National Report on Schooling in Australia 2011

Aboriginal and Torres Strait Islander education

7.1 Readiness for school

The Aboriginal and Torres Strait Islander Education Action Plan 2010–2014 makes the following statement:

Participation in culturally inclusive, high quality early childhood education programs and care can assist Aboriginal and Torres Strait Islander children to get the best start in life. These programs build upon the rich cultural, linguistic and conceptual skills that Aboriginal and Torres Strait Islander children bring to early childhood education and:

  • promote early engagement with learning
  • provide a strong foundation for future educational achievement
  • encourage the social, emotional, physical and cognitive development of children from birth
  • support children in their transition to school.¹

While the publication of enrolment data for the early childhood/preschool sector is outside the general reporting scope of the National Report on Schooling in Australia, these data are reported here specifically to illustrate outcomes for Aboriginal and Torres Strait Islander children.

The relevant performance indicator specified in the Aboriginal and Torres Strait Islander Education Action Plan 2010–2014 (p. 10) is as follows: The proportion of Aboriginal and Torres Strait Islander children who are enrolled in and attending (where possible to measure) a preschool program.

For the National Early Childhood Education and Care (ECEC) Collection, a preschool program is defined as: … a structured, play-based learning program, delivered by a degree-qualified teacher, primarily aimed at children in the year before they commence full-time schooling. This is irrespective of the type of institution that provides it or whether it is government funded, or privately provided. Programs may be delivered in a variety of service settings including separate preschools or kindergartens, long day care centres or in association with a school.²

Additionally, there are estimates of the percentage of children enrolled that are attending, and the percentage of all children (enrolled and not enrolled) that are attending. In these categories the percentage point differences are 3.1 and 7.3 respectively.

 

 

Table 7.1 Estimates of preschool enrolments for Aboriginal and Torres Strait Islander children, and all children, 2011(a)
 
Estimates of preschool enrolments

(a) While there have been improvements in consistency of reporting across jurisdictions, preschool education estimates have not yet achieved complete alignment with nationally agreed standards.

(b) Data are drawn from ABS, Cat. No. 4240.0, Experimental Estimates of Preschool Education 2011. Numerator data are derived from the National Early Childhood Education and Care) Collection; denominator data are derived from ABS, Cat. No. 3101.0, Estimated Population by Age and Sex, June 2011.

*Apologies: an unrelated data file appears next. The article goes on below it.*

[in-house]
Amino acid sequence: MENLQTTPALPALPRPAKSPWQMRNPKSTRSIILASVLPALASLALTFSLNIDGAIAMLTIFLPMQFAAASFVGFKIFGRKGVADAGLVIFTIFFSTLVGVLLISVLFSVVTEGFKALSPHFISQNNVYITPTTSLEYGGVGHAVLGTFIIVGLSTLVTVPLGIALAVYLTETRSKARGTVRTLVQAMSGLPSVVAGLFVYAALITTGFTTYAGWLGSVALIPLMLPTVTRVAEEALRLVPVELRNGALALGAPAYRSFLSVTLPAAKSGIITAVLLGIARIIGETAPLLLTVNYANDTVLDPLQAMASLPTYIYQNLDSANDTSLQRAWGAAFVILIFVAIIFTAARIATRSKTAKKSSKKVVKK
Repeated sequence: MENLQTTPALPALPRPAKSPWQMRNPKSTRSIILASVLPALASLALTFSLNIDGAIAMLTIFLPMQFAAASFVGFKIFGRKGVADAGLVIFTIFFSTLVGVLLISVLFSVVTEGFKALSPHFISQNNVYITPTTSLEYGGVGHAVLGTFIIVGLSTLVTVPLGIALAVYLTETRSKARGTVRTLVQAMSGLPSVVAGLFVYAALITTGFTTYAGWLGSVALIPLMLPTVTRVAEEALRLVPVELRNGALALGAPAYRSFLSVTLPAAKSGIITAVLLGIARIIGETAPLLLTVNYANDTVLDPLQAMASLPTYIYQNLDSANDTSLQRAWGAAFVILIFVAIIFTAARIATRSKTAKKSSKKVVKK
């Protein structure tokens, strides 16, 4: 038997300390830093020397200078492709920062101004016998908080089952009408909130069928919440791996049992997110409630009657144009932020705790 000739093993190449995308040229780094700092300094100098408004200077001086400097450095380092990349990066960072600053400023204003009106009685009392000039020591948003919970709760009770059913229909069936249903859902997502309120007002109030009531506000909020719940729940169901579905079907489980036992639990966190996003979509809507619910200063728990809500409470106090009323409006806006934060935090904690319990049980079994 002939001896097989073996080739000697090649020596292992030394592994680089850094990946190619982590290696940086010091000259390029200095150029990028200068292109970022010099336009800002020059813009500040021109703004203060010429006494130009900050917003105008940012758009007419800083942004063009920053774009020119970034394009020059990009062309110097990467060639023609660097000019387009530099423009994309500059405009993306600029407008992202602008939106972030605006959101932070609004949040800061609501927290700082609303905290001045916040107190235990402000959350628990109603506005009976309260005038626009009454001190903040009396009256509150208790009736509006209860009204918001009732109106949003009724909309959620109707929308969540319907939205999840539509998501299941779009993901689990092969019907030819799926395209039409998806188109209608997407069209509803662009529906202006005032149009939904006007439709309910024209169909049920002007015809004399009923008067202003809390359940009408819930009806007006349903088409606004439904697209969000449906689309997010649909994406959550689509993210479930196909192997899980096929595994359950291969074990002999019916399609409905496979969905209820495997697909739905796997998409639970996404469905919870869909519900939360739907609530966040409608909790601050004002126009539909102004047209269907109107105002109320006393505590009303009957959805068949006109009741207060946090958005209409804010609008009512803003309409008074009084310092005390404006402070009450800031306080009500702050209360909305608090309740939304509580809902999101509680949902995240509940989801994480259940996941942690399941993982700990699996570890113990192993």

(c) For the purposes of the ABS publication Experimental Estimates of Preschool Education 2011, a child is considered to be attending a preschool program if a child has attended at least one hour during the reference period.

Source: Aboriginal and Torres Strait Islander Education Action Plan 2010–2014, 2011 Annual Report

 

 
It is possible that the different data sources for the numerator and denominator may bias these estimates, noting that self-identification as being of Aboriginal or Torres Strait Islander origin may differ between the preschool enrolment process (from which the data in the numerator are derived) and the process of completing questionnaires for the Census of Population and Housing (the basis for estimated residential population estimates, from which data in the denominator are derived). The direction of this bias would be downwards (underestimating preschool enrolment among Aboriginal and Torres Strait Islander children) if parents are less likely to identify as being of Aboriginal or Torres Strait Islander origin in preschool enrolment forms than in the Census of Population and Housing, and upwards (overestimating preschool enrolment among Aboriginal and Torres Strait Islander children) if the reverse is true.
 

 


¹ MCEECDYA, Aboriginal and Torres Strait Islander Education Action Plan 2010–2014, p. 9

² ABS, Cat. No. 4240.0.55.001, National Early Childhood Education and Care Collection: Concepts, Sources and Methods, 2011, p. 8